ANCA-associated vasculitis is histologically characterized by inflammatory and necrotic processes that selectively affect the walls of small vessels such as small arteries and arterioles, capillaries and venules.5) Cases of ANCA-associated vasculitis are rare, but can be triggered by chemicals, infections and certain drugs.6) The pathogenic role of ANCA in the onset of small-vessel vasculitis has been demonstrated by the involvement of proinflammatory cytokines, stimulation of the expression of adhesion molecules on endothelial cells, and the extracellular translocation of granular contents to the outside of the cell membrane. In the vessel wall, neutrophil activation leads to the production and release of toxic contents that induce cellular alterations. Finally, complement activation induced by ANCA and MPO or PR3 interactions further reinforce the inflammatory events, leading to damage of the blood vessels.56)
All ATDs can induce asymptomatic production of ANCA, but PTU is most often associated with ANCA-associated vasculitis.7) A recent review including approximately 260 case reports of ANCA-associated vasculitis related to ATDs showed that 75% of these cases were associated with the use of PTU compared with only 25% with MMI.5) The estimated incidence ANCA-associated vasculitis for PTU was calculated to be 39.2-times that for MMI.8) The prevalence of ANCA-positive cases caused by ATDs varied between 4% and 64% for PTU (median 30%) and 0% and 16% with MMI (median 6%).5) During ATD administration in patients with GD, 21% of patients were found to be for ANCA positivity irrespective of the type of ATD administered. Only 15% of ANCA-positive patients who received ATD treatment actually presented with clinical manifestations of ANCA-associated vasculitis, corresponding to 3% of all GD patients who received ATD treatment.5) The estimated annual incidence of ANCA-associated vasculitis by ATDs was between 0.53 and 0.79 patients per 10,000 people.8) In addition, there was an overall trend between the onset of ANCA positivity and the duration of ATD administration.5) The median time until onset of ANCA-associated vasculitis was 42 months after starting ATD treatment as a whole, specifically 39 months for PTU and 60 months for MMI.8) The median dose at onset was 200 mg/day for PTU and 15 mg/day for MMI.8) Clinical vasculitis was more frequent when the MPO-ANCA titers were high. There was a trend toward a decrease in ANCA titers after ATD discontinuation, although these titers remained positive in 40–60% of cases.5) As GD is an autoimmune disease, it has a tendency to develop along with other autoimmune conditions. However, the prevalence of ANCA positivity in GD patients before initiating ATD therapy was shown to be between 0% to 13%, which was strikingly lower than the prevalence observed during (or after) ATD therapy.5) Also, the presence of ANCAs in patients with GD before ATD treatment was predominantly with anti-bactericidal/permeability-increasing protein (BPI)-ANCA and anticathepsin-ANCA, and were different from the ANCAs, usually MPO-ANCA, that developed after initiating ATD therapy.5) These observations clearly highlight the specific role of ATD in the development of ANCA-associated vasculitis.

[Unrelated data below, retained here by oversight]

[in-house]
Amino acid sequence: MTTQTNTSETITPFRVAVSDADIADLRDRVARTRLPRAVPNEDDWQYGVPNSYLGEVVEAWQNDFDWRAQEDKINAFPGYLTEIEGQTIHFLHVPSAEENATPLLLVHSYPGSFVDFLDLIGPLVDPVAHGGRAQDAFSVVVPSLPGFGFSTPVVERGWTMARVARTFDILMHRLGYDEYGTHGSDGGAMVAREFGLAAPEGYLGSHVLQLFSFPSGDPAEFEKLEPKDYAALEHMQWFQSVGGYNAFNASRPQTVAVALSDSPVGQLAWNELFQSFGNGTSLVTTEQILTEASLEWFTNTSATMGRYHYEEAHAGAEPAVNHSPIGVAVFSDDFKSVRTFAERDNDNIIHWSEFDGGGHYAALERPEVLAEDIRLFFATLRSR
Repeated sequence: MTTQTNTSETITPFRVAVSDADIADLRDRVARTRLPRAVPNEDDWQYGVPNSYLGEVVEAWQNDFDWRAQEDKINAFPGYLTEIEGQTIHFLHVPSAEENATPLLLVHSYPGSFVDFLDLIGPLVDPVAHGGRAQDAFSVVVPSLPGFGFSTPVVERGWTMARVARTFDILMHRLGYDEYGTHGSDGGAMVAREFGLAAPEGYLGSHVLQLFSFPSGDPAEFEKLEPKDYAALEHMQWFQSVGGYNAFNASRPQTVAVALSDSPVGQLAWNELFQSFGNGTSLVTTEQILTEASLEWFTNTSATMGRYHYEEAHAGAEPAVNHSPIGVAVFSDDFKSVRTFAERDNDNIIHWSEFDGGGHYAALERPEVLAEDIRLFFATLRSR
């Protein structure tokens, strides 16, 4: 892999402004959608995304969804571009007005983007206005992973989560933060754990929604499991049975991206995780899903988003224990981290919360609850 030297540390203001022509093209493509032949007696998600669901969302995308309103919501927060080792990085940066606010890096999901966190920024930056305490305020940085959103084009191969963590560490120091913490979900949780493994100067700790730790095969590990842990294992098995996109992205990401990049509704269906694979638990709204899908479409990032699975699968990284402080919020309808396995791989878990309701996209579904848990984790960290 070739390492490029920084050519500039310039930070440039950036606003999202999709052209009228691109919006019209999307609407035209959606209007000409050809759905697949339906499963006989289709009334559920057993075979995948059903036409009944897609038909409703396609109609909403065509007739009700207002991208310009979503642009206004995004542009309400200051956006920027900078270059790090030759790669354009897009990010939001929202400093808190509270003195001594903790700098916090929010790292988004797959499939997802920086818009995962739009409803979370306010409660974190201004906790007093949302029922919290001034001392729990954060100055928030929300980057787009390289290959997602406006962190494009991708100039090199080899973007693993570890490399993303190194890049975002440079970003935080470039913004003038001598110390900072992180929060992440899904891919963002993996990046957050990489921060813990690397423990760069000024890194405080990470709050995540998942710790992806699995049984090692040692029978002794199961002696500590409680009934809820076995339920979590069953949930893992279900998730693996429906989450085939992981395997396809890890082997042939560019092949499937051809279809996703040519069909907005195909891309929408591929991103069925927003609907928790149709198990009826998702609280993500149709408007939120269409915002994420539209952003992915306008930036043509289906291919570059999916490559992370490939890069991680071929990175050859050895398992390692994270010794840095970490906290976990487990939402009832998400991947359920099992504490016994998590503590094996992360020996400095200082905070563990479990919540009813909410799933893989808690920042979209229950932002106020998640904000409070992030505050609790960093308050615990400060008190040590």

The clinical features related to ANCA-associated vasculitis are polymorphic and usually severe, potentially affecting several organs such as the skin, kidneys, upper and lower respiratory tract, brain, nerves, musculoskeletal tissue, gastrointestinal tract, ear, nose and throat tissues and eyes.5) The clinical and serological profiles of idiopathic and drug-induced ANCA-associated vasculitis are similar. However, patients with ATD-induced vasculitis usually have a milder course with less frequent renal, pulmonary and neurologic manifestations than with idiopathic vasculitis.79) In addition, patients with ATD-induced vasculitis had more frequent skin manifestations, resulting in a shorter duration of symptoms before diagnosis.7) In general, prognosis of ATD-induced vasculitis is good. All 56 patients with idiopathic vasculitis were treated with immunosuppressive therapy, of which six patients died during the first episode and 47 patients out of the remaining 50 had at least one relapse, while 16 ATD-treated patients stopped ATD treatment and only six patients were treated with immunosuppressive therapy with no disease relapse.7)
The treatment of ANCA-associated vasculitis induced by ATDs is to stop ATD therapy immediately, which often leads to rapid clinical improvement and an overall good prognosis. When no improvement is observed after ATD withdrawal, the treatment is similar to those treatments for primary vasculitis in general, including high-dose glucocorticoids and immunosuppressive drugs such as cyclophosphamide and cyclosporine.5)